When was the last time you had a hearing test? If your answer is “I don’t even remember,” you aren’t alone.

Most adults, even older adults at higher risk, don’t get their hearing checked recently. Only about 20 percent of those aged 70 and older who could benefit from wearing hearing aids actually do.

This includes people who have been fitted for hearing aids, but still don’t use them.

Why are Yearly Hearing Tests So Important?

Hearing tests are important for everyone, but particularly for adults aged 50 and older. And yes, this includes children.

Here are some very important reasons to get tested:

  • Children with hearing loss have poor outcomes in school and may face disciplinary issues.
  • Hearing loss negatively impacts household income by about $12,000 a year, and hearing aids mitigate it by as much as 50 percent.
  • Mild to moderate untreated hearing loss is linked to cognitive decline.
  • People with untreated hearing loss are twice as likely to be depressed than both those with normal hearing and those who wear hearing aids.
  • Hearing loss can be an indicator of diabetes and heart disease.

Yet many people are much more willing to get their cholesterol tested than their hearing. Why is this?

Why do People Avoid Getting Their Hearing Checked?

There are three main reasons why people avoid getting a hearing test.

1. Stigma

Although hearing loss is a common health problem, it is associated with many negative images. While people who wear glasses are often seen as ‘cool’ and ‘intelligent,’ hearing loss is associated with being ‘ugly’ and ‘uncool,’ not to mention ‘old.’ This is much less of an issue than it used to be. Hearing aids have become smaller and more discrete, making it easier for people to hide hearing loss, and definitely remove the ‘ugly’ issue. However, people with hearing loss should still speak up to help normalize it.

2. Denial

Because hearing loss is so strongly associated with age, some older adults will refuse to address their hearing loss because to do so would mean admitting they were getting old.

3. Cost

Many insurance companies don’t cover hearing tests and hearing aids. This means some people are unable to seek treatment without financial assistance.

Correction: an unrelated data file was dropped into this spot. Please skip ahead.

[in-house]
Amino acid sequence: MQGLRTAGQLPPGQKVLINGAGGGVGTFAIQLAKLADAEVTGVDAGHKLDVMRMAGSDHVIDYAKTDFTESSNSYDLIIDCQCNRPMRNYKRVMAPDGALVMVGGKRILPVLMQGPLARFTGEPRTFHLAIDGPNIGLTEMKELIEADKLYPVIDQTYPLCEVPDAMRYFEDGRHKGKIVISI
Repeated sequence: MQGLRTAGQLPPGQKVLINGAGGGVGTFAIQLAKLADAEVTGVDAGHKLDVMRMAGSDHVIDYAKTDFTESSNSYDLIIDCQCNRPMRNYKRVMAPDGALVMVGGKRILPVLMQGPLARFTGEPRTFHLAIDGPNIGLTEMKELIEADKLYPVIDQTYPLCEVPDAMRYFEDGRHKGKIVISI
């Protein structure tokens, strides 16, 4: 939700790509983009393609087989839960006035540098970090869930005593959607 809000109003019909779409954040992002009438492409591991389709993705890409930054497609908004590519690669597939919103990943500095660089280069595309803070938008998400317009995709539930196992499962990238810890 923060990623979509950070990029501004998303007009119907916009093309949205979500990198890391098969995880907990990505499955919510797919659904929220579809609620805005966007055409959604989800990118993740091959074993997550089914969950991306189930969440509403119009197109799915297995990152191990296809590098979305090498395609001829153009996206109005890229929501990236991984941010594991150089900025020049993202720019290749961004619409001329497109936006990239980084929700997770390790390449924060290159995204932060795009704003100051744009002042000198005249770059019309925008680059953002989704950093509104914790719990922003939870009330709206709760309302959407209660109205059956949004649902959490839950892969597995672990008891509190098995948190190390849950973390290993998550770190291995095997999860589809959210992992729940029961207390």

A hearing test, however, is simple and quick and should be done every year. If you need hearing aids, they are, as mentioned, now much smaller and more discrete. For profound hearing loss, cochlear implants might be an option. Hearing aids need to be checked and recalibrated at least once a year. Wearing your hearing aids actually slows further degradation as well as making your social and work life easier.

If you suspect you have hearing loss, you should contact Aim Hearing and Audiology. We are taking all expected COVID-19 precautions and also offer tele audiology appointments. We can do most assessments through your cell, tablet, or computer. With modern hearing aids, we can even reprogram your hearing aid remotely or talk you through how to make adjustments yourself.

Please don’t put off your hearing health, whether it’s a routine visit or because you or your family suspect something is wrong.

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Dr. Shannon Frymark Au.D., CCC-A

Shannon Frymark, Au.D., CCC-A, audiologist, received her doctor of audiology degree from the School of Audiology at the Pennsylvania College of Optometry and her master’s degree from the University of North Carolina, Greensboro. She is licensed by the state of North Carolina, earned her certificate of clinical competency (CCC-A) from the American Speech-Language-Hearing Association, is a fellow of the American Academy of Audiology, and is a member of the North Carolina Speech, Hearing & Language Association as well as the Hearing Loss Association of America.